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Ahimsa silk, also known as peace silk, is a type of silk that is purported to be made in a fashion that is much more humane to the creatures creating the silk than many traditional methodologies.
Kusuma Rajaiah, a government officer from India's Andhra Pradesh state, applied the theories behind the ahimsa way of life to the making of silk and found that it was possible to create silk without killing the creatures that created it. Traditional silk manufacturing methods involve boiling the cocoons of the silkworm and then sorting out the threads to be used later in production. Rajaiah's idea involves a gentler method, specifically letting the worms hatch and then using the cocoons once vacant. He started deploying this process in 1992 and has hence been supported by a larger community of people interested in the welfare and rights of animals and non-humans.
The process of creating ahimsa silk begins in one of two ways: either the pupa is allowed to hatch and the leftover cocoon is then used to create silk, or the cocoon may be cut open, achieving much the same result but often saving the resultant material from contamination by urine from the hatching moth.
While Bombyx mori are the preferred species for creating ahimsa silk, there are a few other types of species that fall under the category of ahimsa silk, which is defined not necessarily by the species of the moth involved but by the methods for harvesting the cocoon. The other types of silkworm that are used for this process are a subspecies of the ailanthus silkmoth and several types of tussah or tasar moths: the Chinese tussah moth, the Indian tasar moth, and the muga moth.
The subspecies of the ailanthus silkmoth, Samia cynthia ricini, eats the leaves of the castor bean or cassava leaves. It is also known as the eri silkmoth. Eri silk is made from the cocoons of these particular insects and is also produced using less violent methods than the normal heat treating, but the quality of eri silk is often seen as inferior to that of the silk created by the offspring of the Bombyx mori moth.
Ahimsa silk may also be manufactured from tasar and tussah silks, leaving the moths to their own designs.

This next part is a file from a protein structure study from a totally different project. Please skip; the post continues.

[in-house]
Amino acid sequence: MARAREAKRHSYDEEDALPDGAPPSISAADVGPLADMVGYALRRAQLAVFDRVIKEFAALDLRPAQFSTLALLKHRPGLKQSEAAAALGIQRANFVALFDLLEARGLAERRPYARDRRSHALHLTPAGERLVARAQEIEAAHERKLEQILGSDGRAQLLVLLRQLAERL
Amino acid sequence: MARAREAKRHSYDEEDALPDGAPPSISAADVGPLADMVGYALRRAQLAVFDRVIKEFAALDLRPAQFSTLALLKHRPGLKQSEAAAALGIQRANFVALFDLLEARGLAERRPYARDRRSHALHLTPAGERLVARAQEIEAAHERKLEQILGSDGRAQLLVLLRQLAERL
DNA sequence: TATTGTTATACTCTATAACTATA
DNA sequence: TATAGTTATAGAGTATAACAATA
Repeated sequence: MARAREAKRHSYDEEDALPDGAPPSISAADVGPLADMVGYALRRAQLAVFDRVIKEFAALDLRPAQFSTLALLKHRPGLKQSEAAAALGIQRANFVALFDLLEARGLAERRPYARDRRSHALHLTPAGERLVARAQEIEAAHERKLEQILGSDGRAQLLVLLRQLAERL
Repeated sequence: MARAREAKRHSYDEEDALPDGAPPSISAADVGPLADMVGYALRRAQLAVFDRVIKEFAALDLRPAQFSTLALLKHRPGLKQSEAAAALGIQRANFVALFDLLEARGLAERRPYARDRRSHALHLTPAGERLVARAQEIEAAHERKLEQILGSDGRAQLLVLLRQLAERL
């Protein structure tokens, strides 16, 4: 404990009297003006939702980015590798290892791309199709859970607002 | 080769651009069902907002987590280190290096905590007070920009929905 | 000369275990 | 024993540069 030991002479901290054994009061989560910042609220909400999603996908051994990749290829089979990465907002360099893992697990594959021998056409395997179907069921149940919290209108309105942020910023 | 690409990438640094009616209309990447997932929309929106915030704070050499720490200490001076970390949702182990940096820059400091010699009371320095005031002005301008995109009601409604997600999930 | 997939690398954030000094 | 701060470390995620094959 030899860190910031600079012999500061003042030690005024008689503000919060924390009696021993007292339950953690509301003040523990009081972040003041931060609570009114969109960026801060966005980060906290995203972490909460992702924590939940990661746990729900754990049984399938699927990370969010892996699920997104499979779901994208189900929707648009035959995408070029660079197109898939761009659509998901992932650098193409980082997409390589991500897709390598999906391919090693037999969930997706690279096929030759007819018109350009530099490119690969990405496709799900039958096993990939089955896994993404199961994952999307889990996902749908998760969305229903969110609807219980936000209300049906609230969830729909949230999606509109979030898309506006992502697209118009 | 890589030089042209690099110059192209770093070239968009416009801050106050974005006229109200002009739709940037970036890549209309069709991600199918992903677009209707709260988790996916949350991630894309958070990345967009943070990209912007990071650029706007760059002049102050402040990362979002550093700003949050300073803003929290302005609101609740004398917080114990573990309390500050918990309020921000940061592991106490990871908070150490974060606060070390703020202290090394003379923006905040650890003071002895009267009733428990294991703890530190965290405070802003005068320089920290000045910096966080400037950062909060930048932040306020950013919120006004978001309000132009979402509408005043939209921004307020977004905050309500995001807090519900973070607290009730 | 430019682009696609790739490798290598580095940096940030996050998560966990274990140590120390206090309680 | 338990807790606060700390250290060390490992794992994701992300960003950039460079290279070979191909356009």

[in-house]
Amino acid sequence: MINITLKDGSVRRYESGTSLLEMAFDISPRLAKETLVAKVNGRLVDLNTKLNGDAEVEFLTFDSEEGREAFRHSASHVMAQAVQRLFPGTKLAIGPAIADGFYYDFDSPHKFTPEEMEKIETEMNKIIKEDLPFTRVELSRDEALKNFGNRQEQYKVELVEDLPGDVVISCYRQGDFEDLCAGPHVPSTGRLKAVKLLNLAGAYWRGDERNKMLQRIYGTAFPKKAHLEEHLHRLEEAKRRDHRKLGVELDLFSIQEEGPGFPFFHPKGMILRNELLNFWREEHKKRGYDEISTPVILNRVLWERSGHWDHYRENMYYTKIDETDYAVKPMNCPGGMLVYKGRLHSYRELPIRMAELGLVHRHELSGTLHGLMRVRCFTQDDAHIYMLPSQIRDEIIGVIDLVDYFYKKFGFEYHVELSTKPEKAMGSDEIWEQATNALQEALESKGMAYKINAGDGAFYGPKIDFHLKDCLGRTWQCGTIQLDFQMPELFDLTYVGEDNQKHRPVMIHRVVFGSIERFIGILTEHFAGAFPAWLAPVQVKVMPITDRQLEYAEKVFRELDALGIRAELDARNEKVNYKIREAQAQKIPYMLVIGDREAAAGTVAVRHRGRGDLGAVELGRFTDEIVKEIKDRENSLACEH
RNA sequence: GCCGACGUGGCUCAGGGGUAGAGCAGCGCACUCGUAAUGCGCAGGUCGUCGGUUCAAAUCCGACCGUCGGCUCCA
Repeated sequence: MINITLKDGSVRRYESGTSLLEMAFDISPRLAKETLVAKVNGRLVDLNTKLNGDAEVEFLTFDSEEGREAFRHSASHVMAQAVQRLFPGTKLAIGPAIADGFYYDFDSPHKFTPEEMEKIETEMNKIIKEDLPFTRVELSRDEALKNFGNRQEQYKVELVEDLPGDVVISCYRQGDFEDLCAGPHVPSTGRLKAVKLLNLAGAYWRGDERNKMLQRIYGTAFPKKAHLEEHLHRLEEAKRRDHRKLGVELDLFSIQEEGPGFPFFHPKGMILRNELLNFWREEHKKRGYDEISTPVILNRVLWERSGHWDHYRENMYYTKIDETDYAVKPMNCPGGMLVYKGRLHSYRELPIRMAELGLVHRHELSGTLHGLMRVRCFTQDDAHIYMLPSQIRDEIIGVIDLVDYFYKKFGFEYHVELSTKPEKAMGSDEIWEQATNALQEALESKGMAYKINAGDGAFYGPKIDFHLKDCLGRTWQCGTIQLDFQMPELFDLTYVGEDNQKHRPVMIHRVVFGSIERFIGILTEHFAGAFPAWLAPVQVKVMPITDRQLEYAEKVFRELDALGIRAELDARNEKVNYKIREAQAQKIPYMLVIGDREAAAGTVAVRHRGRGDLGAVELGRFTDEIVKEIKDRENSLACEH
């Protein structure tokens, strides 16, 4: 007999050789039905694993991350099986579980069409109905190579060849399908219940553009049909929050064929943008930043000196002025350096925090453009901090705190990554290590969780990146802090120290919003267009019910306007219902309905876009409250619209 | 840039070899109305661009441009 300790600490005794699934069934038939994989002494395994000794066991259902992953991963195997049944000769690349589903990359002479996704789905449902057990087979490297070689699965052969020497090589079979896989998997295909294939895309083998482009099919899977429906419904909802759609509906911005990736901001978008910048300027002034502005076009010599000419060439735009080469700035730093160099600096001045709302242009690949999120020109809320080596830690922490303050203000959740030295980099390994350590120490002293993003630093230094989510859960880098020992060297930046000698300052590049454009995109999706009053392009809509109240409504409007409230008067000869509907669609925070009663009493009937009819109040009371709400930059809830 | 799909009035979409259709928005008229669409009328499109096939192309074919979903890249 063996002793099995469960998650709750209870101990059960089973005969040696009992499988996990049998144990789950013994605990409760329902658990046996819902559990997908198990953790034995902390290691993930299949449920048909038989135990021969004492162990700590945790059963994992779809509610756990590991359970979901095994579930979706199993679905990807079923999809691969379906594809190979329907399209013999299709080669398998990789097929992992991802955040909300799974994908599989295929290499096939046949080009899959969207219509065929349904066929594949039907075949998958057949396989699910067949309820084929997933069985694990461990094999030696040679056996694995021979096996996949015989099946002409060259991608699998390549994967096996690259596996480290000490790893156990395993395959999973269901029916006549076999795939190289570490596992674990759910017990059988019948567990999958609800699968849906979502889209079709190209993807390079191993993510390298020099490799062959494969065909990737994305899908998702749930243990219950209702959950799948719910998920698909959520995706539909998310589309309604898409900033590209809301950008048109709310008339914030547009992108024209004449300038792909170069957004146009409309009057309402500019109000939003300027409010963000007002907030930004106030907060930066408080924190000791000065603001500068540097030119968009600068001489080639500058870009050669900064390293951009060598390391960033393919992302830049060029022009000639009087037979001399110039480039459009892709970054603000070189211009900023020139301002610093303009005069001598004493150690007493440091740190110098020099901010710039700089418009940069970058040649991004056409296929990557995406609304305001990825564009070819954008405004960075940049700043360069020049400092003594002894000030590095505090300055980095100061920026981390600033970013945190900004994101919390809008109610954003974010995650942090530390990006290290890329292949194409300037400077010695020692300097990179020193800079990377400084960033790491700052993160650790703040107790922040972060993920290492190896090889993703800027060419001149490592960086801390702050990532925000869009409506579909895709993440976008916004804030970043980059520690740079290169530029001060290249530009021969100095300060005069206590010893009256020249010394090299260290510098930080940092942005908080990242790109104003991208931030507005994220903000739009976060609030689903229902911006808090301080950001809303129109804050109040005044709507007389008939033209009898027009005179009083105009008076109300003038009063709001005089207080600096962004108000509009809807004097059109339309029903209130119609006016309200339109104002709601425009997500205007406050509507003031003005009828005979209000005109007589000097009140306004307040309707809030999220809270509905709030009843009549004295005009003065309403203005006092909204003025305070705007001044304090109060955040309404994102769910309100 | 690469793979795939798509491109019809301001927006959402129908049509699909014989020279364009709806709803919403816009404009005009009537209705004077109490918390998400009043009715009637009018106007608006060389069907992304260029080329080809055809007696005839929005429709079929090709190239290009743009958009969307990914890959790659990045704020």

The main qualities of ahimsa silk are derived from the ideals surrounding the concept of ahimsa. This allows the silk to be manufactured without harm to the beings that created it. These ideals appeal to religions like Jainism, Hinduism and Buddhism whose followers forego all injury to other forms of life. Non-violent lifestyle proponents have more recently found peace silk to be in keeping with their way of life. These arguments while valid for many other reasons have not been conclusively proven to affect the actual physical structure of the cloth itself.
From a short-run economic standpoint, it is difficult to make the argument for peace silk as it requires 10 extra days in the process to let the larvae grow and the moths to hatch out of the cocoons. In contrast, the less humane process takes about 15 minutes. At this later stage the cocoon yields one-sixth of the filament. This inflates the cost of nonviolent silk, which is priced at roughly 6,000 rupees (US$92) per kilogram—about twice the price of the regular kind.
- Farida, Syeda (July 11, 2012). "Going global with Ahimsa silk". The Hindu. Retrieved June 5, 2016.
- Cook, Michael. "Ahimsa (Peace) Silk – Why I Think it Doesn't Add Up". Wormspit.com. Retrieved April 20, 2016.
- Wangkiat, Paritta (19 February 2017). "Ericulture reeling them in". Bangkok Post. Retrieved 19 February 2017.
- Stancati, Margherita (January 4, 2011). "Taking the Violence Out of Silk". WSJ. Retrieved April 20, 2016.